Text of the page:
Should salespeople sell Benefits? In my opinion this isn't a yes or no question but instead a question of best practices as illustrated in this Excerpt from SPIN Selling (page 103):
Of course salespeople should present benefits. And they should create rapport. And they should ask lots of questions. And they should ask for the order. And they should ask for referrals. And they should do dozens of other things, too, but all of them in the right way and the right time. The problem isn't with any of these methodologies, the problem is in not using them correctly.

Let's not give "benefits" a bad name. Customers buy because of the benefits products/services give them. - by Skip Anderson
This is why I don't buy/read/listen to materials from so-called "sales experts": they make outlandish statements to grab attention!

It's no different than I told my 6 year old son, "... don't let facts stand in the way of a good story ...".

In this case it's Grant's perogative to make these outrageous statements which have undoutedly attracted buyers. The bad news is that many newbies will base their sales approach on this misinformation.

I have personally witnessed young SRs assuming the benefits of their offering (ie. not having probed effectively) and, then, wondering why they're in the parking lot!!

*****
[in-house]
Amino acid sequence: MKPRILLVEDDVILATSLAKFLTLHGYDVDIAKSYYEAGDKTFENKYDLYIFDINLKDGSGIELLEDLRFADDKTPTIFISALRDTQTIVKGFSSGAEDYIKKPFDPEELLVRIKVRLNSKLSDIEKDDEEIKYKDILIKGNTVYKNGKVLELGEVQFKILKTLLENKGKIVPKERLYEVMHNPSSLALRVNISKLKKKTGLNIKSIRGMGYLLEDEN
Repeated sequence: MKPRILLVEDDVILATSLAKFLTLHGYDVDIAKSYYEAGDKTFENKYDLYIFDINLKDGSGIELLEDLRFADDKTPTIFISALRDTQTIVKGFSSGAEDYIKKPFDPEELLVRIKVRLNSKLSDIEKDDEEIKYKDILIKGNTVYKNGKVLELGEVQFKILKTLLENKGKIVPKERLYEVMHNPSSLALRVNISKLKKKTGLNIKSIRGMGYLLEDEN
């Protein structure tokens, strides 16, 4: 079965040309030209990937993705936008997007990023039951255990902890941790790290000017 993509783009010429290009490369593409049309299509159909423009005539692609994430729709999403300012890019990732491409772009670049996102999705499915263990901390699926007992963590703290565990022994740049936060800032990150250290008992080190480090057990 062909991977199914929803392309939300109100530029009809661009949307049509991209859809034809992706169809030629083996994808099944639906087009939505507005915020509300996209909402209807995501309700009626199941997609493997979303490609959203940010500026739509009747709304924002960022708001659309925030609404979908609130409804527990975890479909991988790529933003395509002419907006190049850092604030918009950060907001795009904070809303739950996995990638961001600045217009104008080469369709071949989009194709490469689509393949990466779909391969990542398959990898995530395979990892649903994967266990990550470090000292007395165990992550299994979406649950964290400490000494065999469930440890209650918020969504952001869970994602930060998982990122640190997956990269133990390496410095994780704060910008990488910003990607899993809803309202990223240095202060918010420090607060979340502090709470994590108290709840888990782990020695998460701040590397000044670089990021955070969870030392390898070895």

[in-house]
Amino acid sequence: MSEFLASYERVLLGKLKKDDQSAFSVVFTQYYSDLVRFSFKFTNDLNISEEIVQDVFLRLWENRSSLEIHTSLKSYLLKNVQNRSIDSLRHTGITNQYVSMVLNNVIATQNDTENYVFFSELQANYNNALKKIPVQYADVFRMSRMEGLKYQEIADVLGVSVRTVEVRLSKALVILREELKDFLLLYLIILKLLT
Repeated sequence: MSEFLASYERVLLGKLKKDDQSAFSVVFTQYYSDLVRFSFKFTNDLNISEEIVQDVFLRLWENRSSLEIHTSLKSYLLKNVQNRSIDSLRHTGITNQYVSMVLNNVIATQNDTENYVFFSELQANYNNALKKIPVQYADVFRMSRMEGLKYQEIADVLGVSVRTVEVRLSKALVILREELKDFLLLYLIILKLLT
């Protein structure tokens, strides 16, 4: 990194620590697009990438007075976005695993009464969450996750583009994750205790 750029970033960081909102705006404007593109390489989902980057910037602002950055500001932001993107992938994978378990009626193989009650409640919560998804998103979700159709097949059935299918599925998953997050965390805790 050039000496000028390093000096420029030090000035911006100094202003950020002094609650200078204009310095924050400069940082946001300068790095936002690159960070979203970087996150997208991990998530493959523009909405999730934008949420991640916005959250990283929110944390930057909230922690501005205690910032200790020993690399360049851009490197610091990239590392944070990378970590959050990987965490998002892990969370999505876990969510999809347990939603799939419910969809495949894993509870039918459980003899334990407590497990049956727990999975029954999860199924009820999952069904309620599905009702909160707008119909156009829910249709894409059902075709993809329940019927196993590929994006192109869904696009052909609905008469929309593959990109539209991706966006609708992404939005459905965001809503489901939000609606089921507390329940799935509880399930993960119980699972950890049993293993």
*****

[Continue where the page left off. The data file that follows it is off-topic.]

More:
Good luck & Good (benefits) selling!
Pat - by OUTSource Sales
Leboff was referring to the model of selling benefits vs. his emphasis, which is modeled after a medical physician's approach.
(Hence the title, 'Sales Therapy')

First the Doctor asks you some questions to find out about your condition. Then he asks some more questions to determine if his prescription would actually be beneficial. (He uses the great example of a Doctor probing to discover what the illness is; then determining a good remedy, only to find out that the remedy he had in mind would jeopardize the safety of his heavy-equipment-operating patient. So the Doctor modifies his prescription to be taken at night, at smaller doses, for a longer time...

Resist a knee-jerk reaction to his teaser videos. They aren't intended to give away the store. So they aren't comprehensive and fully illustrative of his approach.

Suffice to say that his stance on benefit selling is that people don't buy benefits, they buy solutions to problems. His book gives a good roadmap to uncovering those needed solutions.